Along the way, Julie kept in touch with Justin’s friends and they began to gather informally at Julie’s home to talk and share. The informal meetings eventually morphed into creation of a teen center that still flourishes in Washington Township, known as the “Fuzz Box.”
She joined with friends to coordinate a festival at Schooley’s Mountain Park to honor the beauty and sanctity of Native American ways. The festival continued for many years, drawing more and more people.
She discovered shamanism and other forms of energy healing, including African drumming. She began offering her services as a spiritual healer and teacher of shamanism.
Julie learned to gain strength from the earth and her garden. A granddaughter was born and brought immeasurable joy into her life.
She writes about the healing power of getting her thoughts onto the written page and acknowledges that she will never be completely healed.
She writes, “I still miss Justin. I still find my eyes tearing up when a sweet or sad memory of him pops up unexpectedly or when certain songs play on the radio.
“I still feel regret sometimes that I wasn’t a better mother. But mostly I celebrate his life and the joy in thinking about him.”
For a copy of Julie’s book visit the website at www.lifebetweenfalls.com or www.amazon.com.
 
 

 
 
"Writing helped her face emotions from loss"
by Lorraine Ash, Morris Cunty Daily Record, April 19, 2009
 
In Julie Lange's new memoir "Life Between Falls: A Travelogue Through Grief and the Unexpected," the 61-year-old writes about what death and loss did to her life. They took her son, her father, her grandmother, her occupation, her old friends, her outlook, her identity.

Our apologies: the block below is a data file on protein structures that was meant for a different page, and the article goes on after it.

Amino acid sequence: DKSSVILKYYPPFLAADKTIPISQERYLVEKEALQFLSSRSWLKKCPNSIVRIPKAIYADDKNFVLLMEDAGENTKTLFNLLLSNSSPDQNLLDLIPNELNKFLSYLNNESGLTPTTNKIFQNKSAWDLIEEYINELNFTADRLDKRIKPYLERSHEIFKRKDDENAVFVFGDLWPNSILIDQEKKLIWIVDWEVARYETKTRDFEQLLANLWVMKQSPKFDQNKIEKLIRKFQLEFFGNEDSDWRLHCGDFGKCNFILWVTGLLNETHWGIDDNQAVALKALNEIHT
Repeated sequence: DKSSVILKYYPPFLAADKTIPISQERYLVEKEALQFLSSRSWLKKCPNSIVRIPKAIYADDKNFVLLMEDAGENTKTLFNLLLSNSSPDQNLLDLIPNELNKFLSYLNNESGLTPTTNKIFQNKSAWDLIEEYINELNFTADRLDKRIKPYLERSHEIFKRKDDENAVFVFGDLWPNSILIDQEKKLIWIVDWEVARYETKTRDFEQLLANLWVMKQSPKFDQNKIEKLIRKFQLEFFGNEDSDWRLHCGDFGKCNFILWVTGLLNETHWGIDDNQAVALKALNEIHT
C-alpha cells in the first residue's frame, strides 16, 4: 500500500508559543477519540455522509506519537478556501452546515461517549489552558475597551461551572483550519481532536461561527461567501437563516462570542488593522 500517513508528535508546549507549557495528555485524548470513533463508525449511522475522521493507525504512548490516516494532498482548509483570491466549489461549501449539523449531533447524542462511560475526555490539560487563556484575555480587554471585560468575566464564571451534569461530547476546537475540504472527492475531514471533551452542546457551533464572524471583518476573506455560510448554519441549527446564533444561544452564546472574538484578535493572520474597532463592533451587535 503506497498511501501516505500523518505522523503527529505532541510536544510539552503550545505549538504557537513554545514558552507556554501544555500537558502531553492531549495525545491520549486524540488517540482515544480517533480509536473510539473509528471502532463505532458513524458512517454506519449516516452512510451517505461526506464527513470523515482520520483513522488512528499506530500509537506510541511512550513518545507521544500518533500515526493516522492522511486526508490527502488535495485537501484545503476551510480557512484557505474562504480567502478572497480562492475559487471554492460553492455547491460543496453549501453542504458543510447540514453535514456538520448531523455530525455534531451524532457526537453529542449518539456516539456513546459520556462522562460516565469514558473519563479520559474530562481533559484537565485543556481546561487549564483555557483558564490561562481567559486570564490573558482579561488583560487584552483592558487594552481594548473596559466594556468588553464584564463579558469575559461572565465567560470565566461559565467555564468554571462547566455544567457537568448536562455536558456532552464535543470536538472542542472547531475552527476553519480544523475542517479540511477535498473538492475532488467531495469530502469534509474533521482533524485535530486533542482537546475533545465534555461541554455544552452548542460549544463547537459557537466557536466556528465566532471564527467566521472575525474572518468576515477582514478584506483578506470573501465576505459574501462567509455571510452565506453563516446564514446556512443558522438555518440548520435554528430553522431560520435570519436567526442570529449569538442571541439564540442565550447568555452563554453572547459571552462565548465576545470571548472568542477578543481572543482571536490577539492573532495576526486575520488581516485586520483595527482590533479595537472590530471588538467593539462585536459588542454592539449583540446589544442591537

For two years it felt like everything she knew was dying.
"Sometimes we go through these dismemberments," said Lange, who lives in Hackettstown. "In our culture, though, we just haven't got a name for what's happening."
Her "falls" took place in three successive Septembers:
In 1993 her teenage son Justin, the youngest of her three boys, suffocated in the basement of their Long Valley home while sniffing nitrous oxide. She was at work when it happened.
A year later came another hospital vigil, another loss, when her father succumbed to colon cancer.
In 1995 her grandmother died.
Between these falls came other challenges -- facing foreclosure, losing her business, being broke.
Before the first fall, Lange had been an advertising entrepreneur and a single mom. She gauged all her actions and interactions by how much they'd help her reach her business goals.
After her son's death, Lange changed. She quickly lost her fear of public speaking when she became a national spokesperson against inhalant abuse. She also teamed with other Long Valley parents to create a center for unsupervised teens -- a place for them to participate in healthy social activities. When Lange at first encountered the apathy, denial and resistance of the townspeople, she saw a mirror of her former self. She writes:
Everyone was commuting to highly paid jobs in the New York area and didn't get home till well into the evening. They weren't particularly attached to the community or even aware that there was (a drug) problem. (I know -- I used to be one of them!)
Linda Helm Krapf, who chaperoned Friday nights at the Fuzz Box, remembers the unconditional support Lange gave to many creative, intelligent teens who didn't feel like they fit anywhere else.